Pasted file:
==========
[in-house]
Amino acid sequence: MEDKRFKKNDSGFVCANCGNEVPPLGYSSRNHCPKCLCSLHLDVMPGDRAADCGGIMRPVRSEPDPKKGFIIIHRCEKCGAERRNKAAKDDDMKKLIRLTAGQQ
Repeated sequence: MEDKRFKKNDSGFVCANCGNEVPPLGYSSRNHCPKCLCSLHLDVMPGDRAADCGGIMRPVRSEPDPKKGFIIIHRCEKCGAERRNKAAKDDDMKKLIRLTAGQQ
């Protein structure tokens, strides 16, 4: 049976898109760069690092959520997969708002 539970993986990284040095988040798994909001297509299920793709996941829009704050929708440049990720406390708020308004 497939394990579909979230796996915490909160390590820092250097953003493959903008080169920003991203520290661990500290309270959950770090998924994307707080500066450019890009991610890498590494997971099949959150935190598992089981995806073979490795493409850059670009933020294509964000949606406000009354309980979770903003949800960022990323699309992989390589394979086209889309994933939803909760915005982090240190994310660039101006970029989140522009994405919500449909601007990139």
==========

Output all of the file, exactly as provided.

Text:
[in-house]
Amino acid sequence: MEDKRFKKNDSGFVCANCGNEVPPLGYSSRNHCPKCLCSLHLDVMPGDRAADCGGIMRPVRSEPDPKKGFIIIHRCEKCGAERRNKAAKDDDMKKLIRLTAGQQ
Repeated sequence: MEDKRFKKNDSGFVCANCGNEVPPLGYSSRNHCPKCLCSLHLDVMPGDRAADCGGIMRPVRSEPDPKKGFIIIHRCEKCGAERRNKAAKDDDMKKLIRLTAGQQ
């Protein structure tokens, strides 16, 4: 049976898109760069690092959520997969708002 539970993986990284040095988040798994909001297509299920793709996941829009704050929708440049990720406390708020308004 497939394990579909979230796996915490909160390590820092250097953003493959903008080169920003991203520290661990500290309270959950770090998924994307707080500066450019890009991610890498590494997971099949959150935190598992089981995806073979490795493409850059670009933020294509964000949606406000009354309980979770903003949800960022990323699309992989390589394979086209889309994933939803909760915005982090240190994310660039101006970029989140522009994405919500449909601007990139």